There was no significant difference in the lifetime prevalence of back pain between skiers (50%) and controls (44%) (n.s.) nor between mogul (53%) and alpine skiers (50%). Back pain was neither correlated with age nor gender.

There was no significant difference in duration and onset of back pain between the groups (n.s.). However, a significant difference was shown for the greatest level of pain recorded during the past 6 months in the skiers (VAS 5.3, SD 3.1) compared with the controls (VAS 2.4, SD 2.0) (p = 0.025). Only skiers (10%) reported radiating pain to the thighs.

Correlation between back pain and MRI findings

There was no statistical correlation between different MRI abnormalities and lifetime prevalence of back pain in skiers. Neither age nor gender correlated with the above.

Validity

Regarding Pfirrmann classification, the study achieved an almost perfect agreement between the raters with Cohen’s kappa coefficient κ = 0.83. The observed agreement between the radiologists was 89% in the standardized protocol. The intra-observer reliability of the standardized protocol was substantial to almost perfect with Cohen’s kappa coefficient ranging between κ = 0.79 and κ = 1.00.

Discussion

The most important finding of the present study was the higher rate of degenerative disc changes on MRI of the thoraco-lumbar spines of young elite skiers (56%) compared to controls (30%). Lifetime prevalence of back pain was not significantly different between the groups, 50% in skiers and 44% in controls. The radiological changes did neither correlate with back pain prevalence nor age and gender.

The reported higher rate of degenerative disc changes in the present study is in accordance with previous studies investigating spine changes in athletes practicing other sports [4, 23, 29, 33]. Kulling et al. reported in a study of professional beach volleyball players, mean age 28 years, that the prevalence of disc degeneration on MRI was 79% and spondylolysis 21% being three times higher than general population [23]. Similar results were reported in weight lifters, wrestlers, orienteers, and ice-hockey players [4]. This higher rate of degenerative changes in young elite athletes is believed to be secondary to overloading the spine with excessive lengthy training and/or probably faulty techniques [12, 22, 38]. In female gymnasts, it was found that increased intensity and length of training correlated with the rate of abnormalities seen on MRI [12]. The skiers in the present study exercise significantly more than controls as the majority (74%) exercise 9–11 h a week, while 77% of controls exercise 2–5 h a week.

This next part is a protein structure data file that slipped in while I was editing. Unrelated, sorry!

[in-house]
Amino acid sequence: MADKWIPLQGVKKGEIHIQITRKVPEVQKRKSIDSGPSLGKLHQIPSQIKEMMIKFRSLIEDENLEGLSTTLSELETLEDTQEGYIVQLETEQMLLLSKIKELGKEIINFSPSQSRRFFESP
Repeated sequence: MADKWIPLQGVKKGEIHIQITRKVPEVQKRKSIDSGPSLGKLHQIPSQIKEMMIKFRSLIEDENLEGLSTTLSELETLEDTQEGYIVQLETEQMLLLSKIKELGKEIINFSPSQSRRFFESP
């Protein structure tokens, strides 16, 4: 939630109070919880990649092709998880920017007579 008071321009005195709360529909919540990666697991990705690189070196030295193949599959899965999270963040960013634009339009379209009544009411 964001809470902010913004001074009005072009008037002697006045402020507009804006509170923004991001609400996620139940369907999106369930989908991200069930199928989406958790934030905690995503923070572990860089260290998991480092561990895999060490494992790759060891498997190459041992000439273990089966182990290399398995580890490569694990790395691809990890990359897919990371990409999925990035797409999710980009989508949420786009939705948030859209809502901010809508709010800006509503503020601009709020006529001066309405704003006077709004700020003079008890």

The present study showed no difference in the rate of disc degenerative changes in alpine skiers compared to mogul skiers, and this possibly suggests that overloading impact on the spine may not be different between these groups.

A higher rate of spinal degenerative changes was detected in our study compared to previous studies evaluating plain radiographs [16, 29], and this is likely due to the higher sensitivity and specificity of MRI [19, 35].

The mean age difference between skiers and controls, 18.2 years (SD 1.1) and 16.4 years (SD 0.6), respectively, is something to be deliberated. Some studies have suggested a difference in the rate of radiological abnormalities and back pain prevalence during and after growth spurt, without specifying the age though [4, 37]. It was previously reported for instance that the incidence of degenerative changes tends to be higher during growth spurt [4, 5, 12, 14, 20, 34, 37, 41, 42]. However, it is uncertain whether or not this mean age difference affects the results of the present study since the fusion of vertebral growth plates has been reported to be occurring already before 17 years of age [25, 44].